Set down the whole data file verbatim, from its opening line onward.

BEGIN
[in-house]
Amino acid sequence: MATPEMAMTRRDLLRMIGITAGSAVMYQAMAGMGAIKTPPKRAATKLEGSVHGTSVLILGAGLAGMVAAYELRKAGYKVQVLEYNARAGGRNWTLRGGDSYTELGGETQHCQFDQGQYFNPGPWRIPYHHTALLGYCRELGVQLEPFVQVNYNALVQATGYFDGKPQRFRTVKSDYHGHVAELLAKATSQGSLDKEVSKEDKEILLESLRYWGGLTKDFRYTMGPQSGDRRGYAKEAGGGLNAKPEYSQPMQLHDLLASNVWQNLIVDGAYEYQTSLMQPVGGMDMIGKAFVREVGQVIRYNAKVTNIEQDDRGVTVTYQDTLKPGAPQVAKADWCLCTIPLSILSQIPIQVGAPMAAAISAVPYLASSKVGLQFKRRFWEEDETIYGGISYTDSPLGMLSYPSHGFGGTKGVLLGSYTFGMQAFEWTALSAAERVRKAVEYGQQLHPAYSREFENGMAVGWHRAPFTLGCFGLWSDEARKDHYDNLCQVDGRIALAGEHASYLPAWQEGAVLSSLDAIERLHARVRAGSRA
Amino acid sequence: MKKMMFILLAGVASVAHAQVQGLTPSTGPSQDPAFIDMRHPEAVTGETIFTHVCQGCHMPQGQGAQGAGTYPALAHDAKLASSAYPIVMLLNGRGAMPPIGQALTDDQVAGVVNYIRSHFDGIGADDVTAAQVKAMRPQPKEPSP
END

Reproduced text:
[in-house]
Amino acid sequence: MATPEMAMTRRDLLRMIGITAGSAVMYQAMAGMGAIKTPPKRAATKLEGSVHGTSVLILGAGLAGMVAAYELRKAGYKVQVLEYNARAGGRNWTLRGGDSYTELGGETQHCQFDQGQYFNPGPWRIPYHHTALLGYCRELGVQLEPFVQVNYNALVQATGYFDGKPQRFRTVKSDYHGHVAELLAKATSQGSLDKEVSKEDKEILLESLRYWGGLTKDFRYTMGPQSGDRRGYAKEAGGGLNAKPEYSQPMQLHDLLASNVWQNLIVDGAYEYQTSLMQPVGGMDMIGKAFVREVGQVIRYNAKVTNIEQDDRGVTVTYQDTLKPGAPQVAKADWCLCTIPLSILSQIPIQVGAPMAAAISAVPYLASSKVGLQFKRRFWEEDETIYGGISYTDSPLGMLSYPSHGFGGTKGVLLGSYTFGMQAFEWTALSAAERVRKAVEYGQQLHPAYSREFENGMAVGWHRAPFTLGCFGLWSDEARKDHYDNLCQVDGRIALAGEHASYLPAWQEGAVLSSLDAIERLHARVRAGSRA
Amino acid sequence: MKKMMFILLAGVASVAHAQVQGLTPSTGPSQDPAFIDMRHPEAVTGETIFTHVCQGCHMPQGQGAQGAGTYPALAHDAKLASSAYPIVMLLNGRGAMPPIGQALTDDQVAGVVNYIRSHFDGIGADDVTAAQVKAMRPQPKEPSP